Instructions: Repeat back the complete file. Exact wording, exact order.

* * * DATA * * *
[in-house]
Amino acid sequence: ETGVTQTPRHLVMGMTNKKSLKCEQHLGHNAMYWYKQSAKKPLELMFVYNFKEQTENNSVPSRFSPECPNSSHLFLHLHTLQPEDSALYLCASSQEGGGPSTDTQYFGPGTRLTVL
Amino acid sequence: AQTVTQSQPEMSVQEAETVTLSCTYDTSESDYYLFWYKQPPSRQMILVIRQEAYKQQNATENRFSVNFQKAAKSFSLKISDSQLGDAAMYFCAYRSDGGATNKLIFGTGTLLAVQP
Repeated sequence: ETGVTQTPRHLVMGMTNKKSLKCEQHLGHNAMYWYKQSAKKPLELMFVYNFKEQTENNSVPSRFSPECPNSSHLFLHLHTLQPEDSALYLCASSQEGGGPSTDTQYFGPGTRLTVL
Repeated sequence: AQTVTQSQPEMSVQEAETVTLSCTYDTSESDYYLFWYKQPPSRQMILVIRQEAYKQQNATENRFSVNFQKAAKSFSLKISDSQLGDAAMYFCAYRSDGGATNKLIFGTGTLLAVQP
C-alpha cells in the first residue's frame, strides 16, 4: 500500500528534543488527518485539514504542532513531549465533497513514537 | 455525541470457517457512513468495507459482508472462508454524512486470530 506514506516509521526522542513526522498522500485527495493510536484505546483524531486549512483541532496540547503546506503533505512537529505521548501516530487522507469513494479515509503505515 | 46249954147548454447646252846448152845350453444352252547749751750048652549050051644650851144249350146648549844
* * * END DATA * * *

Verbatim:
[in-house]
Amino acid sequence: ETGVTQTPRHLVMGMTNKKSLKCEQHLGHNAMYWYKQSAKKPLELMFVYNFKEQTENNSVPSRFSPECPNSSHLFLHLHTLQPEDSALYLCASSQEGGGPSTDTQYFGPGTRLTVL
Amino acid sequence: AQTVTQSQPEMSVQEAETVTLSCTYDTSESDYYLFWYKQPPSRQMILVIRQEAYKQQNATENRFSVNFQKAAKSFSLKISDSQLGDAAMYFCAYRSDGGATNKLIFGTGTLLAVQP
Repeated sequence: ETGVTQTPRHLVMGMTNKKSLKCEQHLGHNAMYWYKQSAKKPLELMFVYNFKEQTENNSVPSRFSPECPNSSHLFLHLHTLQPEDSALYLCASSQEGGGPSTDTQYFGPGTRLTVL
Repeated sequence: AQTVTQSQPEMSVQEAETVTLSCTYDTSESDYYLFWYKQPPSRQMILVIRQEAYKQQNATENRFSVNFQKAAKSFSLKISDSQLGDAAMYFCAYRSDGGATNKLIFGTGTLLAVQP
C-alpha cells in the first residue's frame, strides 16, 4: 500500500528534543488527518485539514504542532513531549465533497513514537 | 455525541470457517457512513468495507459482508472462508454524512486470530 506514506516509521526522542513526522498522500485527495493510536484505546483524531486549512483541532496540547503546506503533505512537529505521548501516530487522507469513494479515509503505515 | 46249954147548454447646252846448152845350453444352252547749751750048652549050051644650851144249350146648549844